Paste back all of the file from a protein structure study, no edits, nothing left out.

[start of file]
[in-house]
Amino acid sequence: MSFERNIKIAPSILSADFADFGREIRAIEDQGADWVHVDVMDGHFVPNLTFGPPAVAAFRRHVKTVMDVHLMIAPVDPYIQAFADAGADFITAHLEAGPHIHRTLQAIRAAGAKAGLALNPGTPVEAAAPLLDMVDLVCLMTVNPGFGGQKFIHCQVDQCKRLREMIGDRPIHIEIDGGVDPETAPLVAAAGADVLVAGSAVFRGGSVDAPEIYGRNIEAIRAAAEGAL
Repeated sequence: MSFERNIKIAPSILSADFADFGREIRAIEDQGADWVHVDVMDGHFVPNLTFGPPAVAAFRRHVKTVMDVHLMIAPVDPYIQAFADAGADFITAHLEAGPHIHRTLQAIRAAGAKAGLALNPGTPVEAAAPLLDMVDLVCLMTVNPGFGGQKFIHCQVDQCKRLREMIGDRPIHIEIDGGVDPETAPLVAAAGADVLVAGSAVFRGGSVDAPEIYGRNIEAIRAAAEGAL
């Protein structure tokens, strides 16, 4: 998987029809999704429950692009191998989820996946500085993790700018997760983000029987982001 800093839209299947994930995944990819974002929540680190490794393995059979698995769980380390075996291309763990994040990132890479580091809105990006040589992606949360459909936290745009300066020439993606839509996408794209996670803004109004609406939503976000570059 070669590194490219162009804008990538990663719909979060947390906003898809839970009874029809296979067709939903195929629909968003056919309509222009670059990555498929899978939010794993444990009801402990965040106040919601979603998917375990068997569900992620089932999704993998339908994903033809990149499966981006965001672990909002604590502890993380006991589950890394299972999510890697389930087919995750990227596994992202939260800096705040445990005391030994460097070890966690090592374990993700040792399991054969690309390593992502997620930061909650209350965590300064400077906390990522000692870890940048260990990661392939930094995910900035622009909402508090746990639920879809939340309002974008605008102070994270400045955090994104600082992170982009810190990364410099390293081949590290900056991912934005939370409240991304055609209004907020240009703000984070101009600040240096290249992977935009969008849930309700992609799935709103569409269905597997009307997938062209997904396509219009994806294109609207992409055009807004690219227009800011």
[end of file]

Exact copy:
[in-house]
Amino acid sequence: MSFERNIKIAPSILSADFADFGREIRAIEDQGADWVHVDVMDGHFVPNLTFGPPAVAAFRRHVKTVMDVHLMIAPVDPYIQAFADAGADFITAHLEAGPHIHRTLQAIRAAGAKAGLALNPGTPVEAAAPLLDMVDLVCLMTVNPGFGGQKFIHCQVDQCKRLREMIGDRPIHIEIDGGVDPETAPLVAAAGADVLVAGSAVFRGGSVDAPEIYGRNIEAIRAAAEGAL
Repeated sequence: MSFERNIKIAPSILSADFADFGREIRAIEDQGADWVHVDVMDGHFVPNLTFGPPAVAAFRRHVKTVMDVHLMIAPVDPYIQAFADAGADFITAHLEAGPHIHRTLQAIRAAGAKAGLALNPGTPVEAAAPLLDMVDLVCLMTVNPGFGGQKFIHCQVDQCKRLREMIGDRPIHIEIDGGVDPETAPLVAAAGADVLVAGSAVFRGGSVDAPEIYGRNIEAIRAAAEGAL
């Protein structure tokens, strides 16, 4: 998987029809999704429950692009191998989820996946500085993790700018997760983000029987982001 800093839209299947994930995944990819974002929540680190490794393995059979698995769980380390075996291309763990994040990132890479580091809105990006040589992606949360459909936290745009300066020439993606839509996408794209996670803004109004609406939503976000570059 070669590194490219162009804008990538990663719909979060947390906003898809839970009874029809296979067709939903195929629909968003056919309509222009670059990555498929899978939010794993444990009801402990965040106040919601979603998917375990068997569900992620089932999704993998339908994903033809990149499966981006965001672990909002604590502890993380006991589950890394299972999510890697389930087919995750990227596994992202939260800096705040445990005391030994460097070890966690090592374990993700040792399991054969690309390593992502997620930061909650209350965590300064400077906390990522000692870890940048260990990661392939930094995910900035622009909402508090746990639920879809939340309002974008605008102070994270400045955090994104600082992170982009810190990364410099390293081949590290900056991912934005939370409240991304055609209004907020240009703000984070101009600040240096290249992977935009969008849930309700992609799935709103569409269905597997009307997938062209997904396509219009994806294109609207992409055009807004690219227009800011």